A particularly lame article made the rounds among a dozen or so of my Facebook friends the other day, decrying the “pseudoscience” to be found at Whole Foods. The piece points out some alternative health notions that I’d agree are almost certainly bogus — like homeopathy and various mystical-sounding healing claims — but also lumps into this pile of perceived quackery things like organic vegetables and books about paleo food.
I’m not suggesting that anybody needs to hold a positive belief in the value of any of those things, but in that author’s sneering certainty that they all amount to pseudoscience — or, still more libelous, anti-science — he reveals his own ignorance of the scientific method and veers into pseudoscience himself.
In short, an untested (or little-tested) hypothesis is not the same as a false hypothesis. Most of the people seeking out better health through better nutrition, with dietary strictures that fly in the face of conventional wisdom, aren’t rejecting science. Far from it. They’re participating in a process of self-testing, determining whether the anecdotal evidence of others may also apply to themselves. They’re checking out relatively untested hypotheses on a personal, case-by-case basis. This is no substitute for the gold standard of randomized, controlled trials, but when those trials aren’t forthcoming and your own health is on the line, it’s not crazy to seek out — and test — some of those alternative solutions yourself, especially when you’ve seen widespread testimony of their effectiveness for others.
Far too often, the skeptic community that I love takes this amazingly hubristic approach, essentially treating unproven hypotheses as though they are proven quackery. Skepticism about fanciful unproven claims is great, but a sense of certainty that unproven hypotheses are false is both misplaced and pseudoscientific.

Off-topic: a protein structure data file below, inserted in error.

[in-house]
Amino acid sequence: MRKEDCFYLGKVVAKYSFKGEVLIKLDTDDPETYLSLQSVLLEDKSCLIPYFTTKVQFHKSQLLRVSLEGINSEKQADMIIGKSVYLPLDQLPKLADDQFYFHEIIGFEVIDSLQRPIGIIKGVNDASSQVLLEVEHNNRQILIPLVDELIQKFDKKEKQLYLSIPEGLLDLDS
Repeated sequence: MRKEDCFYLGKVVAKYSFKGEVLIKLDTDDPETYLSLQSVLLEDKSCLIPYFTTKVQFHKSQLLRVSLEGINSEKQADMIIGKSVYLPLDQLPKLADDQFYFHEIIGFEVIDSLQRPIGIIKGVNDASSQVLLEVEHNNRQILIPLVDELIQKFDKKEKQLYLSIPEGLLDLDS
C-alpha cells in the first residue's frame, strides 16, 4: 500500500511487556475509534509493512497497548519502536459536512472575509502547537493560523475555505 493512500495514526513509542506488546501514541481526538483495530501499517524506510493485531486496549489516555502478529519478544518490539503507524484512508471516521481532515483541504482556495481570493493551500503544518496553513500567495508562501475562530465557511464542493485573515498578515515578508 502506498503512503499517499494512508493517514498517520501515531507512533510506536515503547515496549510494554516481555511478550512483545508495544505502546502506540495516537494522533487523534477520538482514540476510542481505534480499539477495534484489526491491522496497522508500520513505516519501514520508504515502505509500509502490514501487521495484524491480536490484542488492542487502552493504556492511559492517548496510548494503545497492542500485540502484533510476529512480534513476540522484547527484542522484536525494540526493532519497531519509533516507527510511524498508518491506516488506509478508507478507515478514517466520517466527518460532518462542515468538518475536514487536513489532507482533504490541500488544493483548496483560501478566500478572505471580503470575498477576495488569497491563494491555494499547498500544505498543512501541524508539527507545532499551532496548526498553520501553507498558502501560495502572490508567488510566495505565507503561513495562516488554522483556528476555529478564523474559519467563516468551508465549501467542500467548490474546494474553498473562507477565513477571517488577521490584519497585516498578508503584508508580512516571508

No food-related issue better illustrates this hubris than GMOs. This article targets the people who want to avoid them as part of the “pseudoscience” crowd. Generally speaking, GMOs don’t bother me. Pretty much the only reason I’d be inclined to avoid some GMOs is because they’re tailor-made to be pesticide resistent and therefore have higher pesticide residue when consumed — exactly the same reason I prefer organics for some food. It’s not necessarily a different nutrient composition that I’m after, but a lower exposure to a very particular set of chemicals.
But, apart from pesticides, GMOs seem genetically safe to me. The scientific explanation for why they should be safe convinces me, and histrionic claims about frankenfoods don’t. Still, I don’t possess certainty about my assumption. Supporters of GMOs like to assert (smugly, always smugly) that GMOs have been positively demonstrated to be safe, but it’s crucial to point out that a failure to demonstrate harm is not the same thing as proving something safe.
It’s always possible to conduct bigger, longer studies that better control for important variables, and I have no assurance that my assumption of GMO safety would be certain in every one of those cases. I oppose attempts to ban GMOs through political power, but voluntary organized attempts to avoid GMOs seem fine to me — and if those people have a lower risk tolerance than I do for specific types of food, I’m happy that they have retailers who will cater to them.